Philharmonia Orchestra/Mackerras Till Fellner [Also sprach Zarathustra]

Strauss
Also sprach Zarathustra, Op.30
Mozart
Piano Concerto No.18 in B flat, K456
Brahms
Symphony No.3 in F, Op.90

Till Fellner (piano)

Philharmonia Orchestra
Sir Charles Mackerras


Reviewed by: Kevin Rogers

Reviewed: 6 April, 2008
Venue: Southbank Centre, London – Royal Festival Hall

Sir Charles Mackerras. Photograph: Clive BardaThe second of three Philharmonia Orchestra concerts conducted by Sir Charles Mackerras featuring music by Richard Strauss and a ‘third’ symphony – Schumann’s and Beethoven’s being the others.

To begin this afternoon concert, Also sprach Zarathustra allowed the Royal Festival Hall’s ‘Swell’ organ to be used; other parts of the instrument are yet to be re-installed. The sound was just right. Surprisingly, Mackerras eschewed antiphonal violins throughout the concert; this may have resulted in a muddying of textures in ‘Zarathustra’, though the eight double basses, lined up across the back of the platform, was particularly elucidating of their textures, particularly in ‘Of Science’. A shaky start from the trumpets in the ‘Dawn’ section (inextricably associated with Stanley Kubrick’s film “2001: A Space Odyssey”) was recovered quickly and kept well in check by Mackerras until the final awakening, which was glorious. The music then flowed with a momentum that seemed inevitable: the musical journey that veers from the ‘backworldsmen’ to the dramatic surging of ‘Joys and Passions’ produced ecstatic rewards.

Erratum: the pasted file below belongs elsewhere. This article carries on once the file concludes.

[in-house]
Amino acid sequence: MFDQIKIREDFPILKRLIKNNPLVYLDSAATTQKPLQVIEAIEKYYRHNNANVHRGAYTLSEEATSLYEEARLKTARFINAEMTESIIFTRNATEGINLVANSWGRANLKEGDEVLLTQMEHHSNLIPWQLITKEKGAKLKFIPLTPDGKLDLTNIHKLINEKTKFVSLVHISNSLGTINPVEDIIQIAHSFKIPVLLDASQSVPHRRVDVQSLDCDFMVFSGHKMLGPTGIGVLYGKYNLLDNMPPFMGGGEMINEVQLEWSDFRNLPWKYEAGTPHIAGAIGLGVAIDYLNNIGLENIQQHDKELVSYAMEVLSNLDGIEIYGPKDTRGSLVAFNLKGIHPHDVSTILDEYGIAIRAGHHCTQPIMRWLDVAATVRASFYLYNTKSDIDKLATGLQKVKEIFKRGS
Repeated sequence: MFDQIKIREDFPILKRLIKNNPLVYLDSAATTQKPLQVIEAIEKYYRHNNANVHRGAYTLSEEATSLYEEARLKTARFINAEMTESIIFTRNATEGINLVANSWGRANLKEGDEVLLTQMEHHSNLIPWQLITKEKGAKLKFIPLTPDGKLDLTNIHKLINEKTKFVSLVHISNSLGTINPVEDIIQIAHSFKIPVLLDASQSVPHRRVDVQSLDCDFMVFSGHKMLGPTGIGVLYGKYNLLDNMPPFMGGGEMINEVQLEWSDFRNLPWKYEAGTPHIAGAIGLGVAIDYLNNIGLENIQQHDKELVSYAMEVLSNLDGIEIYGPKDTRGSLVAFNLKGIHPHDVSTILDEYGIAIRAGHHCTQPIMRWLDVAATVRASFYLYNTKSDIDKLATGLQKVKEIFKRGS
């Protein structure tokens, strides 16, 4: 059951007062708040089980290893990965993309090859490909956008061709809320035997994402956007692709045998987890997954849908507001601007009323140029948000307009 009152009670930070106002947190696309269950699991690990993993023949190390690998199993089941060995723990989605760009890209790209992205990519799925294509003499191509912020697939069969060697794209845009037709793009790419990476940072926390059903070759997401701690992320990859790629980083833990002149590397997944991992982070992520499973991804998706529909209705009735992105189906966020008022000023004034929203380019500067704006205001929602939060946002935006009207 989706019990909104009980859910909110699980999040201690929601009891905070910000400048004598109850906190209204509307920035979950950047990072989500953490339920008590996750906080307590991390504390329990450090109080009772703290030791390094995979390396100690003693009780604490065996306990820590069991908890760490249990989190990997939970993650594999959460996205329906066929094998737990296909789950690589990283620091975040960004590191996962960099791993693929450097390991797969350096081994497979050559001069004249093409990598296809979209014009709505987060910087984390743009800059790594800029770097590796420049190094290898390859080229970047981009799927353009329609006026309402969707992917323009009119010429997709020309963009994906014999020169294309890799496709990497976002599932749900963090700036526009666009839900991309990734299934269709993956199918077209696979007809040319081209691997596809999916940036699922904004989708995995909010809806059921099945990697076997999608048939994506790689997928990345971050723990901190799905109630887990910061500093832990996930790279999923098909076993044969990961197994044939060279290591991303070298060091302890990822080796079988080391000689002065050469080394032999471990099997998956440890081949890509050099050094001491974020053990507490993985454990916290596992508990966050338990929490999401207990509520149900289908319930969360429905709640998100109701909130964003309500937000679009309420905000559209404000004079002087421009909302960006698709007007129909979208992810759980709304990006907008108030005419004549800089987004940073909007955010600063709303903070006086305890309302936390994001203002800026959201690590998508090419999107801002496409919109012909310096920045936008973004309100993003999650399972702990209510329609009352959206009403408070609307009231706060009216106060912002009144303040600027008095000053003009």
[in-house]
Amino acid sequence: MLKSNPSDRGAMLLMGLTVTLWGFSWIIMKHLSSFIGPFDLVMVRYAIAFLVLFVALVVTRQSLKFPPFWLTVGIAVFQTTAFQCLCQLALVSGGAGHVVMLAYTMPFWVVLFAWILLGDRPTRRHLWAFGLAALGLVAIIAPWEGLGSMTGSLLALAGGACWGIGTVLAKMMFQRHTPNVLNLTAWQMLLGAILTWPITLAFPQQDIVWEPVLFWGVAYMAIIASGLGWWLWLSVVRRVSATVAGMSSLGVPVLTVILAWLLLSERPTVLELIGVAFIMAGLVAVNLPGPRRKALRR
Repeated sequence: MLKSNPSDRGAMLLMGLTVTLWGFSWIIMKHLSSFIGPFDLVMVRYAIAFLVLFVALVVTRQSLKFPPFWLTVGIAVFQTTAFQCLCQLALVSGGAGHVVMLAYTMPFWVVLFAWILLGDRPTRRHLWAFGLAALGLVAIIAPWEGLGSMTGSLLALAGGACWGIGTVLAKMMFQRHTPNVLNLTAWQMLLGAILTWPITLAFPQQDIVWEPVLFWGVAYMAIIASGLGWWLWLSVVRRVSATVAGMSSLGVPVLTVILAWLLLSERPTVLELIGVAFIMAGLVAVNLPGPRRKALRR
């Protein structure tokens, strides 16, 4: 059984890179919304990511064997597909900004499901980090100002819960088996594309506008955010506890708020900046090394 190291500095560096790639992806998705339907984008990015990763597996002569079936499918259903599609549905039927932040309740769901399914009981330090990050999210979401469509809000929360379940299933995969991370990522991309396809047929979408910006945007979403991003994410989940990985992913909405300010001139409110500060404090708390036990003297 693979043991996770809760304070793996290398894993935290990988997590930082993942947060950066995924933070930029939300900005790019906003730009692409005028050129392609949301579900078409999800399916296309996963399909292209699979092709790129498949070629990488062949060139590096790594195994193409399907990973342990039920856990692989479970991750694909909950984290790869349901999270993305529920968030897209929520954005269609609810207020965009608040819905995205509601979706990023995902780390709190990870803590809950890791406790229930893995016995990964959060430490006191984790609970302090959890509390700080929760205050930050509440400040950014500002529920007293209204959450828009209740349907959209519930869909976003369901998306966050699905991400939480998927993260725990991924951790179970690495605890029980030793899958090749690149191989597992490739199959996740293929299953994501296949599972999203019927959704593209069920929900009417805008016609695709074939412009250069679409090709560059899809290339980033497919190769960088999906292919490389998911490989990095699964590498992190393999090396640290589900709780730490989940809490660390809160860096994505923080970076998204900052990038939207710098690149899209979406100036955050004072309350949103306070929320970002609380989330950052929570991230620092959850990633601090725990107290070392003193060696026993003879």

Till Fellner. ©Gabriela BrandensteinAlfred Brendel was in the audience to hear his pupil Till Fellner give a rather hard-edged account of a piano concerto by Mozart written when he was 28. (Mozart’s age at the time of composition of any of his works can be calculated quite accurately by dividing the K-number by 25 and adding 10.) Despite his woody approach, Fellner succeeded in exposing playful detail, Mackerras unfolding orchestral passages without forcing them, which, in particular, gave the Andante a rare, radiant beauty, and Fellner gave an injection of humour into the finale. In this concerto Mozart is especially generous to the woodwinds, and the Philharmonia’s representatives produced energetic and fluid playing.

Similarly individual contributions from oboe, clarinet and flute gave the opening movement of Brahms’s Third Symphony (exposition repeat observed) grace and the restraint that Mackerras brought to bear in the middle movements paid huge dividends; the lilting horn solo in the third movement was particularly effective. The finale found the orchestra in energised form, giving exuberance to its marching theme. Each movement closes quietly and Mackerras controlled each one carefully.


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